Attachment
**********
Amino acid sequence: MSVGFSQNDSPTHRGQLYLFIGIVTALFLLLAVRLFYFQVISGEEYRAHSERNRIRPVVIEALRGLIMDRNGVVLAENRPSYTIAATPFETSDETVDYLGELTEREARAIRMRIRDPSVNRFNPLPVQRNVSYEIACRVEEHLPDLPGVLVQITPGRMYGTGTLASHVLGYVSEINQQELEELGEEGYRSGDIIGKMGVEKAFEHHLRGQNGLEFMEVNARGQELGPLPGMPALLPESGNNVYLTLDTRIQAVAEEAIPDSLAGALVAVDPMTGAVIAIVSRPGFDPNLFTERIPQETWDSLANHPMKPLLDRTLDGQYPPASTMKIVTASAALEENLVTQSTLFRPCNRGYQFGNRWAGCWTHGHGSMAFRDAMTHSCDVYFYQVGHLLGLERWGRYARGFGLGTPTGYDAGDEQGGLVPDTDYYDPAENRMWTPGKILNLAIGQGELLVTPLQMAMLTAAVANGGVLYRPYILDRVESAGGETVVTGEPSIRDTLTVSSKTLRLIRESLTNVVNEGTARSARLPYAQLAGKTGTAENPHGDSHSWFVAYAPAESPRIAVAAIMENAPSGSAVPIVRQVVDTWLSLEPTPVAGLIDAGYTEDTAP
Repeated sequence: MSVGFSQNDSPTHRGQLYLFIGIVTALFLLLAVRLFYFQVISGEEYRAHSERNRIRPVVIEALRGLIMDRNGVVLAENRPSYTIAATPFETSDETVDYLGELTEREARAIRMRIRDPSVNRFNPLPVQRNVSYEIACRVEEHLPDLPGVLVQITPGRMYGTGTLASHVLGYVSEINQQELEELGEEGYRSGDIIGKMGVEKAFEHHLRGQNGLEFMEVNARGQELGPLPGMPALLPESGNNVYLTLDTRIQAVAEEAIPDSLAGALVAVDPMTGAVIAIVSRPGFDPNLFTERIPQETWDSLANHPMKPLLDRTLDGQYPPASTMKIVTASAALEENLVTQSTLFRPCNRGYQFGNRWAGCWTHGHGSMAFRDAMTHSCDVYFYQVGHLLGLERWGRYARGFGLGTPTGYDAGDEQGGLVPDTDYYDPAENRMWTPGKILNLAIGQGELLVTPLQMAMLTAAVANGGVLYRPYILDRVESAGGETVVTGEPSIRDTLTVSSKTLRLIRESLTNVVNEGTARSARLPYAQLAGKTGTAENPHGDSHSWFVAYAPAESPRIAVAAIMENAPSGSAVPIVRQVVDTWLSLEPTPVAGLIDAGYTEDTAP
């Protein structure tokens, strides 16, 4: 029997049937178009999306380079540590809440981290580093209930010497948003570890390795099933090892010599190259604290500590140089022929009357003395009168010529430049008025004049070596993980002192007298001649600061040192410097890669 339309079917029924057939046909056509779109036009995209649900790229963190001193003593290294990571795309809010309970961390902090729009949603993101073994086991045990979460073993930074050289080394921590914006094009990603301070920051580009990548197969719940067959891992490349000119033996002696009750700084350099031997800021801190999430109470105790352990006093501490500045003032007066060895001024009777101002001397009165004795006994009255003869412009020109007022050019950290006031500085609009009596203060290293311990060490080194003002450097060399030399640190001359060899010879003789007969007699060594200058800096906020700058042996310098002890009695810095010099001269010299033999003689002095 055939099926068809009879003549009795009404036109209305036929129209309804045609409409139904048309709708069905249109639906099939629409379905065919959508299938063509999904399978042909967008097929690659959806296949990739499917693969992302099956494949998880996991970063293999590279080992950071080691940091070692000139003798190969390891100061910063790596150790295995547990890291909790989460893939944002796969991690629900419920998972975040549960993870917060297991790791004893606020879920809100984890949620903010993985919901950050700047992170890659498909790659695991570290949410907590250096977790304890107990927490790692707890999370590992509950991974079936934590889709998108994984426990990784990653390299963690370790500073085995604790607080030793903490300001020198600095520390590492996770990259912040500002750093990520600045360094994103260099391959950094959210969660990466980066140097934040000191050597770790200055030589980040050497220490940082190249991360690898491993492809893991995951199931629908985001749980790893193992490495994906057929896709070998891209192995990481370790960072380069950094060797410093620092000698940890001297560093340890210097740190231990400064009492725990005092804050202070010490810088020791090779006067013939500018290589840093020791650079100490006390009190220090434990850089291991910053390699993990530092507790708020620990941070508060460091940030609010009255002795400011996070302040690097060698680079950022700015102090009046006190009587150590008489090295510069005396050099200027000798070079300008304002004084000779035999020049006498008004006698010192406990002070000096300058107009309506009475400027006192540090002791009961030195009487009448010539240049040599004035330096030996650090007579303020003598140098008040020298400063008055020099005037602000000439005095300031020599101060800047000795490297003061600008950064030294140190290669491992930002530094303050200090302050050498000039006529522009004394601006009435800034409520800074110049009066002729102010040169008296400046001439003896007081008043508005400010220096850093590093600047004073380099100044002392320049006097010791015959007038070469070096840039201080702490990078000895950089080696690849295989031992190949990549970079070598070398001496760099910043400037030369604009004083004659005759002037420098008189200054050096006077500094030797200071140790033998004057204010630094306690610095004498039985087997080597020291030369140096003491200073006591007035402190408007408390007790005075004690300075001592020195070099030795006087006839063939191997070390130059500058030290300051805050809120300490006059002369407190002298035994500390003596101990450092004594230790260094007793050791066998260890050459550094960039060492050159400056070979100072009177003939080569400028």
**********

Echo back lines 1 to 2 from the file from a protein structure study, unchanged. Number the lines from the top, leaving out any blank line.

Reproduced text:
Amino acid sequence: MSVGFSQNDSPTHRGQLYLFIGIVTALFLLLAVRLFYFQVISGEEYRAHSERNRIRPVVIEALRGLIMDRNGVVLAENRPSYTIAATPFETSDETVDYLGELTEREARAIRMRIRDPSVNRFNPLPVQRNVSYEIACRVEEHLPDLPGVLVQITPGRMYGTGTLASHVLGYVSEINQQELEELGEEGYRSGDIIGKMGVEKAFEHHLRGQNGLEFMEVNARGQELGPLPGMPALLPESGNNVYLTLDTRIQAVAEEAIPDSLAGALVAVDPMTGAVIAIVSRPGFDPNLFTERIPQETWDSLANHPMKPLLDRTLDGQYPPASTMKIVTASAALEENLVTQSTLFRPCNRGYQFGNRWAGCWTHGHGSMAFRDAMTHSCDVYFYQVGHLLGLERWGRYARGFGLGTPTGYDAGDEQGGLVPDTDYYDPAENRMWTPGKILNLAIGQGELLVTPLQMAMLTAAVANGGVLYRPYILDRVESAGGETVVTGEPSIRDTLTVSSKTLRLIRESLTNVVNEGTARSARLPYAQLAGKTGTAENPHGDSHSWFVAYAPAESPRIAVAAIMENAPSGSAVPIVRQVVDTWLSLEPTPVAGLIDAGYTEDTAP
Repeated sequence: MSVGFSQNDSPTHRGQLYLFIGIVTALFLLLAVRLFYFQVISGEEYRAHSERNRIRPVVIEALRGLIMDRNGVVLAENRPSYTIAATPFETSDETVDYLGELTEREARAIRMRIRDPSVNRFNPLPVQRNVSYEIACRVEEHLPDLPGVLVQITPGRMYGTGTLASHVLGYVSEINQQELEELGEEGYRSGDIIGKMGVEKAFEHHLRGQNGLEFMEVNARGQELGPLPGMPALLPESGNNVYLTLDTRIQAVAEEAIPDSLAGALVAVDPMTGAVIAIVSRPGFDPNLFTERIPQETWDSLANHPMKPLLDRTLDGQYPPASTMKIVTASAALEENLVTQSTLFRPCNRGYQFGNRWAGCWTHGHGSMAFRDAMTHSCDVYFYQVGHLLGLERWGRYARGFGLGTPTGYDAGDEQGGLVPDTDYYDPAENRMWTPGKILNLAIGQGELLVTPLQMAMLTAAVANGGVLYRPYILDRVESAGGETVVTGEPSIRDTLTVSSKTLRLIRESLTNVVNEGTARSARLPYAQLAGKTGTAENPHGDSHSWFVAYAPAESPRIAVAAIMENAPSGSAVPIVRQVVDTWLSLEPTPVAGLIDAGYTEDTAP